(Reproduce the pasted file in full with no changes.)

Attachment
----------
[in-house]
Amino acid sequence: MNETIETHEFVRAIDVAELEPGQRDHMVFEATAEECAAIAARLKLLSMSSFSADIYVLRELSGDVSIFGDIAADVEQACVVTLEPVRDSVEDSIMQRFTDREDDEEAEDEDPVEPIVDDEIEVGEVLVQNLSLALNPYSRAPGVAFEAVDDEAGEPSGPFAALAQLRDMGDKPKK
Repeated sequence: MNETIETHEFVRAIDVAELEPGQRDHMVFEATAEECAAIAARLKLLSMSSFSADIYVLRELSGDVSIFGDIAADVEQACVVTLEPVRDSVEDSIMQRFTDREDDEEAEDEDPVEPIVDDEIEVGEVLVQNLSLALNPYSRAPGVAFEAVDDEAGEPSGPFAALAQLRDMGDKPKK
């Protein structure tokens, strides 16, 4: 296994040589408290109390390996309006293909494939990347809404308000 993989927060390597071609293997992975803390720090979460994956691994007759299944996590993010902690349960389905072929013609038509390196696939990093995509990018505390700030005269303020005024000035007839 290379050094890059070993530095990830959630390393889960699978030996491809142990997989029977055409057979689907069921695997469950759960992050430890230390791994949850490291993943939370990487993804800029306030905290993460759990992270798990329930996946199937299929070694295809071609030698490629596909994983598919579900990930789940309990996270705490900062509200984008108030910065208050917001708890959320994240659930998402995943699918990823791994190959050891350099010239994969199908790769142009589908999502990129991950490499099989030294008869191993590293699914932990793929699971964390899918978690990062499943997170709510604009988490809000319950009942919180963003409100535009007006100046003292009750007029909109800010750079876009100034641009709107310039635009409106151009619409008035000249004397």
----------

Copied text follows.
[in-house]
Amino acid sequence: MNETIETHEFVRAIDVAELEPGQRDHMVFEATAEECAAIAARLKLLSMSSFSADIYVLRELSGDVSIFGDIAADVEQACVVTLEPVRDSVEDSIMQRFTDREDDEEAEDEDPVEPIVDDEIEVGEVLVQNLSLALNPYSRAPGVAFEAVDDEAGEPSGPFAALAQLRDMGDKPKK
Repeated sequence: MNETIETHEFVRAIDVAELEPGQRDHMVFEATAEECAAIAARLKLLSMSSFSADIYVLRELSGDVSIFGDIAADVEQACVVTLEPVRDSVEDSIMQRFTDREDDEEAEDEDPVEPIVDDEIEVGEVLVQNLSLALNPYSRAPGVAFEAVDDEAGEPSGPFAALAQLRDMGDKPKK
């Protein structure tokens, strides 16, 4: 296994040589408290109390390996309006293909494939990347809404308000 993989927060390597071609293997992975803390720090979460994956691994007759299944996590993010902690349960389905072929013609038509390196696939990093995509990018505390700030005269303020005024000035007839 290379050094890059070993530095990830959630390393889960699978030996491809142990997989029977055409057979689907069921695997469950759960992050430890230390791994949850490291993943939370990487993804800029306030905290993460759990992270798990329930996946199937299929070694295809071609030698490629596909994983598919579900990930789940309990996270705490900062509200984008108030910065208050917001708890959320994240659930998402995943699918990823791994190959050891350099010239994969199908790769142009589908999502990129991950490499099989030294008869191993590293699914932990793929699971964390899918978690990062499943997170709510604009988490809000319950009942919180963003409100535009007006100046003292009750007029909109800010750079876009100034641009709107310039635009409106151009619409008035000249004397």